According to the CDC, almost 34 million people in the United States have diabetes, with millions more undiagnosed. Another 88 million have prediabetes, and of these more than 84% do not know they have it.
Prediabetes is a health condition in which blood sugar levels are higher than normal, but not high enough to be diagnosed with type 2 diabetes, according to the CDC. Prediabetes puts a person at increased risk of developing type 2 diabetes, heart disease and stroke. Prediabetes is diagnosed with a blood test. The CDC recommends talking to your doctor about getting your blood sugar tested if you have risk factors for prediabetes:
- Being overweight
- Being 45 years old or older
- Having a parent or sibling with type 2 diabetes
- Are physically active less than three times a week
- Ever having diabetes during pregnancy or having a baby weighing more than 9 pounds
- Having polycystic ovary syndrome
Race and ethnicity are also a factor: African American, Hispanic/ Latino American, American Indian, Pacific Islander, and some Asian Americans are at greater risk.
If you have prediabetes, losing a small amount of weight if you are overweight and getting regular physical activity can lower your risk of developing type 2 diabetes.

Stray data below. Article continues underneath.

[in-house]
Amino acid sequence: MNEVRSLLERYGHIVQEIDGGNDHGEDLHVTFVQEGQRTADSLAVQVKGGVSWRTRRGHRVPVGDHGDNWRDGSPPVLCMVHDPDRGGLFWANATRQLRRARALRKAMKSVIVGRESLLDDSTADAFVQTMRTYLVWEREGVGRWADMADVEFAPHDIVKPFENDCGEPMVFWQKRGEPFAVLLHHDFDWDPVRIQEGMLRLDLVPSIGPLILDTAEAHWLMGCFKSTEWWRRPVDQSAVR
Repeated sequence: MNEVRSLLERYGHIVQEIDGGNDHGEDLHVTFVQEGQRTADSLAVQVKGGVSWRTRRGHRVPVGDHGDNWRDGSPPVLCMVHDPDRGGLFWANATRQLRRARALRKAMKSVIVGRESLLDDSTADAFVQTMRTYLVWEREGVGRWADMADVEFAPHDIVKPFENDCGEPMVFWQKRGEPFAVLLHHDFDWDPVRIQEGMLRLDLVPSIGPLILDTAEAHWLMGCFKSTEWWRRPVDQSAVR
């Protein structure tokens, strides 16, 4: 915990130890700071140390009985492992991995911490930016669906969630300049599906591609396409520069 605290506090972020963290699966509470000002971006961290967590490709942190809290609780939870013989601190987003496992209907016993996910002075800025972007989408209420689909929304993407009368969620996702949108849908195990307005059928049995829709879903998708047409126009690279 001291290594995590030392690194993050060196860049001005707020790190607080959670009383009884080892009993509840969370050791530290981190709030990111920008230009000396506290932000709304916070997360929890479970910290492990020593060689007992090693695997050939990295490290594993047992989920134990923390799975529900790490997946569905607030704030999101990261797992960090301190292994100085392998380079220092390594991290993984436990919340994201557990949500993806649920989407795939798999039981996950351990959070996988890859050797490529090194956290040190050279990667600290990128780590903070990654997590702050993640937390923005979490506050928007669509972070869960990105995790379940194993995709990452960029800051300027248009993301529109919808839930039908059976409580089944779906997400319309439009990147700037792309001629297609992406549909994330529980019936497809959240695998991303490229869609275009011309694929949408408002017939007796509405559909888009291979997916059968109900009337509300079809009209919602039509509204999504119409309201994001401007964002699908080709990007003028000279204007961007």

Diabetes Alert Day, sponsored by the American Diabetes Association, is promoted on and around the fourth Tuesday every March. This year, it is on March 23. It is a “wake-up call” asking the American public to take the Diabetes Risk Test to find out if they are at risk for developing Type 2 diabetes.
Because this condition is increasing by large numbers yearly, the Wisconsin Lions Foundation and local Lions and Lioness Clubs are promoting Diabetes Alert Day throughout Wisconsin. The Cottage Grove Lions Club is participating in this event.
The Cottage Grove Lions will be sponsoring an informational booth at the Piggly Wiggly in Cottage Grove on Tuesday, March 23 from 2 to 6 p.m. Information about your risk of developing diabetes, prediabetes, and preventing diabetes will be available. You can also take the diabetes risk test at www.diabetes.org/risk-test. If you find out you are at risk, discuss diabetes prevention with your health care provider.